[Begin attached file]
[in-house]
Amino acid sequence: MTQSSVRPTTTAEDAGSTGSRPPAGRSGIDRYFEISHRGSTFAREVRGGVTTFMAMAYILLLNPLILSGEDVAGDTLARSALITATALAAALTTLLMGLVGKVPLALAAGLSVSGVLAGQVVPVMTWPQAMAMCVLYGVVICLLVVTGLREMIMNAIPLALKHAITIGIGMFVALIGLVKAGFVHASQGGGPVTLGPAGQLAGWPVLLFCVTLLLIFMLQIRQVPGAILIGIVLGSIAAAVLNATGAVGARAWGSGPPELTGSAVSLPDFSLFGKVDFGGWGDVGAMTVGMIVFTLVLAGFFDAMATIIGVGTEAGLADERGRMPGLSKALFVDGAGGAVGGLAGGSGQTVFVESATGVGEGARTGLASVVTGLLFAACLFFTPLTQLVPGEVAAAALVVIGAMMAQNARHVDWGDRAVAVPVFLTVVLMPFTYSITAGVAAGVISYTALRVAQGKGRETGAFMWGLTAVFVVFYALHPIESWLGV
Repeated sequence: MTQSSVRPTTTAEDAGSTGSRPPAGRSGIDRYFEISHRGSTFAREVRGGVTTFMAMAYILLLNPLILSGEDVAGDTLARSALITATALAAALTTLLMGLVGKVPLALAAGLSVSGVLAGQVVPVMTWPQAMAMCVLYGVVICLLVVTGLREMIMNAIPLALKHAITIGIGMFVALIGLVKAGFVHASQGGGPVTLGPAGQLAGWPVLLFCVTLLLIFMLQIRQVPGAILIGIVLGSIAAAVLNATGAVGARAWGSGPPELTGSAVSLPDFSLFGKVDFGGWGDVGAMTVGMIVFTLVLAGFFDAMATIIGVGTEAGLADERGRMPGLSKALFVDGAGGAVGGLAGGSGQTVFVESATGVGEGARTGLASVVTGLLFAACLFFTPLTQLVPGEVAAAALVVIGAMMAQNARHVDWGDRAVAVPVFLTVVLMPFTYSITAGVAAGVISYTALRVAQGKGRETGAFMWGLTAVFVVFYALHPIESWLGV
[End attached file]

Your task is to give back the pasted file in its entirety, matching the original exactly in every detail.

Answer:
[in-house]
Amino acid sequence: MTQSSVRPTTTAEDAGSTGSRPPAGRSGIDRYFEISHRGSTFAREVRGGVTTFMAMAYILLLNPLILSGEDVAGDTLARSALITATALAAALTTLLMGLVGKVPLALAAGLSVSGVLAGQVVPVMTWPQAMAMCVLYGVVICLLVVTGLREMIMNAIPLALKHAITIGIGMFVALIGLVKAGFVHASQGGGPVTLGPAGQLAGWPVLLFCVTLLLIFMLQIRQVPGAILIGIVLGSIAAAVLNATGAVGARAWGSGPPELTGSAVSLPDFSLFGKVDFGGWGDVGAMTVGMIVFTLVLAGFFDAMATIIGVGTEAGLADERGRMPGLSKALFVDGAGGAVGGLAGGSGQTVFVESATGVGEGARTGLASVVTGLLFAACLFFTPLTQLVPGEVAAAALVVIGAMMAQNARHVDWGDRAVAVPVFLTVVLMPFTYSITAGVAAGVISYTALRVAQGKGRETGAFMWGLTAVFVVFYALHPIESWLGV
Repeated sequence: MTQSSVRPTTTAEDAGSTGSRPPAGRSGIDRYFEISHRGSTFAREVRGGVTTFMAMAYILLLNPLILSGEDVAGDTLARSALITATALAAALTTLLMGLVGKVPLALAAGLSVSGVLAGQVVPVMTWPQAMAMCVLYGVVICLLVVTGLREMIMNAIPLALKHAITIGIGMFVALIGLVKAGFVHASQGGGPVTLGPAGQLAGWPVLLFCVTLLLIFMLQIRQVPGAILIGIVLGSIAAAVLNATGAVGARAWGSGPPELTGSAVSLPDFSLFGKVDFGGWGDVGAMTVGMIVFTLVLAGFFDAMATIIGVGTEAGLADERGRMPGLSKALFVDGAGGAVGGLAGGSGQTVFVESATGVGEGARTGLASVVTGLLFAACLFFTPLTQLVPGEVAAAALVVIGAMMAQNARHVDWGDRAVAVPVFLTVVLMPFTYSITAGVAAGVISYTALRVAQGKGRETGAFMWGLTAVFVVFYALHPIESWLGV